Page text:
On Jan. 6, 2021, a Donald Trump supporter named James Mault took part in the attack on the U.S. Capitol.
On Jan. 18, the FBI interviewed Mault about his role in the riot that day.
Mault, who was known to online sleuths as #IronWorkerGuy because he was wearing a helmet with a bunch of stickers referencing New York unions, soon lost his job.
Then, in June, James Mault joined the U.S. Army as an active-duty soldier.
Months after he took part in an attack on U.S. democracy on behalf of a former reality television star, Mault affirmed his duty to obey the orders of President Joe Biden and swore he would “support and defend the Constitution of the United States against all enemies, foreign and domestic.”
Last week, as HuffPost first reported, Mault was arrested in connection with the attack on the U.S. Capitol. He and his friend Cody Mattice, known as #CodyFromRochester, were photographed spraying police with a chemical agent while officers were under siege by the violent mob of Trump supporters who were trying to stop the certification of Biden’s decisive electoral win.
Online sleuths discovered after Mault’s arrest that he had previously been in the military. But when the government revealed on Wednesday that Mault had been arrested at Fort Bragg in North Carolina, it became clear that the military wasn’t only in his past.
Fort Bragg spokesperson Col. Joseph Buccino confirmed to HuffPost that Mault, who had served previous stints in the Army, rejoined the service in June and has since been stationed at Fort Bragg working as an artillery cannon crew member.
The Army, Buccino said, was not aware of Mault’s alleged actions at the Capitol when he reenlisted.
“Whatever he allegedly did happened before he joined the Army,” Buccino said.
But the events of Jan. 6 occurred during a short window over the last eight years when Mault was not in the Army. He first enlisted in 2013 and was an active-duty soldier until 2016, once deploying for a year to Kuwait, Buccino said. From 2016 to 2020, Mault served in the Army Reserve.
That Mault could rejoin the Army ― when he was listed as suspect no. 142 on the FBI’s Capitol Violence wanted list ― raises serious questions about recent promises the Pentagon has made to better screen recruits for ties to extremism.
Mault knew when he rejoined the Army that he was under FBI investigation. According to an FBI affidavit, special agents from the bureau interviewed Mault on Jan. 18, less than two weeks after the Capitol attack and just two days before Biden’s inauguration. Mault’s mother, whose Facebook account features multiple images of her son in uniform, told the FBI that her husband had driven Mault and some of his friends to D.C. for the Trump rally, which Mault confirmed to the FBI in his own interview.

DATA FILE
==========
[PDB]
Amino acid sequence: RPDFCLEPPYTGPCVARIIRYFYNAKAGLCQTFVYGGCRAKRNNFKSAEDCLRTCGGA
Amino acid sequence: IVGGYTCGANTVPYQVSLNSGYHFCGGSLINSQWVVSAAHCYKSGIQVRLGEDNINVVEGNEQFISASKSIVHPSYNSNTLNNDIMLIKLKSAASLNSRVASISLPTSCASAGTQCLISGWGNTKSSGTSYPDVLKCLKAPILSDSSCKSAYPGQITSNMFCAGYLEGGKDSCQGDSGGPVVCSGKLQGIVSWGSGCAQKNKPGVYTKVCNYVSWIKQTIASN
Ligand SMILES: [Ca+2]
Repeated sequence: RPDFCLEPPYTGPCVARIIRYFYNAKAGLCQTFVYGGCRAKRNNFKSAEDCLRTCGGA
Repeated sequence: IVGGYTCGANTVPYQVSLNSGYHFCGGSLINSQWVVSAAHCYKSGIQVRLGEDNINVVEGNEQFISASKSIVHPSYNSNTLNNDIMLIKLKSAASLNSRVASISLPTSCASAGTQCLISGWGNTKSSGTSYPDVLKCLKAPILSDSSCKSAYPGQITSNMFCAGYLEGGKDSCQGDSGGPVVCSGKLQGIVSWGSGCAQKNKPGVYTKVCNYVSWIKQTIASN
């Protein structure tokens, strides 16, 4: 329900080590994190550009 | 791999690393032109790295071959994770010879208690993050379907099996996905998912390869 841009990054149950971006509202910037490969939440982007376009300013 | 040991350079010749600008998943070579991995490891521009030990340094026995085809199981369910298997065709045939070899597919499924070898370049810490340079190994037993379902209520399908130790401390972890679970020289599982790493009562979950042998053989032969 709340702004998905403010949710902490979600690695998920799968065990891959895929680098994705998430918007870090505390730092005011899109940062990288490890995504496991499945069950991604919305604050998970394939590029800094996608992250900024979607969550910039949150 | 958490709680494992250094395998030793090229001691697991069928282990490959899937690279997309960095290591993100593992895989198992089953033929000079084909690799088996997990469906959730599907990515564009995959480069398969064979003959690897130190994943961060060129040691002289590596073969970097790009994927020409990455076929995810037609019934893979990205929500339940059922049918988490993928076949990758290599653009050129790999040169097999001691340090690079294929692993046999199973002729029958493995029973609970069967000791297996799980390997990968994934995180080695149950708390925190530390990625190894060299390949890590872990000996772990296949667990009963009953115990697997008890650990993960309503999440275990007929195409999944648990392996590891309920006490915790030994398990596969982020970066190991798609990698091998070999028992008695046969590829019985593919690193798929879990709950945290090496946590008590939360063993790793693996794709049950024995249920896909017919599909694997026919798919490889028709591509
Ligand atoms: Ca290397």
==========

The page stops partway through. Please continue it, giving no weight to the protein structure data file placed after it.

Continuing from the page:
“Mault traveled with five of his friends to the rally and stated it was important for everyone to have a group of friends that can rely on each other these days,” the FBI affidavit states.
Magistrate Judge James E. Gates of the Eastern District of North Carolina found yesterday “by clear and convincing evidence that there is no condition or set of conditions to reasonably assure the safety of the community” and guarantee Mault’s future appearances in court. The ruling noted that Mault joined the Army after he had apparently lost his other job because of his actions at the U.S. Capitol.
“A factor in the court’s determination regarding flight risk is the likelihood that [the] defendant will be discharged from the Army,” Gates wrote. “It was his job in the Army (at Fort Bragg) that brought him and his immediate family to this district. His re-enlistment in the Army came after the apparent loss of the job he had been doing in New York because of his participation in the events of 6 January 2021.”
Buccino, the Fort Bragg spokesperson, said any disciplinary proceedings against Mault won’t take place until the federal civilian investigation is complete.
In February, after it became clear that many U.S. military veterans and active-duty members took part in the attack on the Capitol, Defense Secretary Lloyd Austin issued a historic 60-day stand-down order requiring commanders to have “needed discussions” about extremism with troops.
“We will not tolerate actions that go against the fundamental principles of the oath we share, including actions associated with extremist or dissident ideologies,” Austin wrote in a memo announcing the order.
Yet, as a HuffPost investigation revealed, a prominent white nationalist named Shawn McCaffrey was able to join the Air Force in January, graduating from boot camp in March. (The Air Force later kicked McCaffrey out of the service.)
Mault’s enlistment occurred even later, in June, two months after Austin had issued another memo, this one outlining the Pentagon’s plans to weed out extremists in the military or prevent them from joining in the first place.
Law enforcement officials, along with scholars of extremism, have long warned about the risks of extremists joining the military, where they can receive combat training they can then use against civilian targets.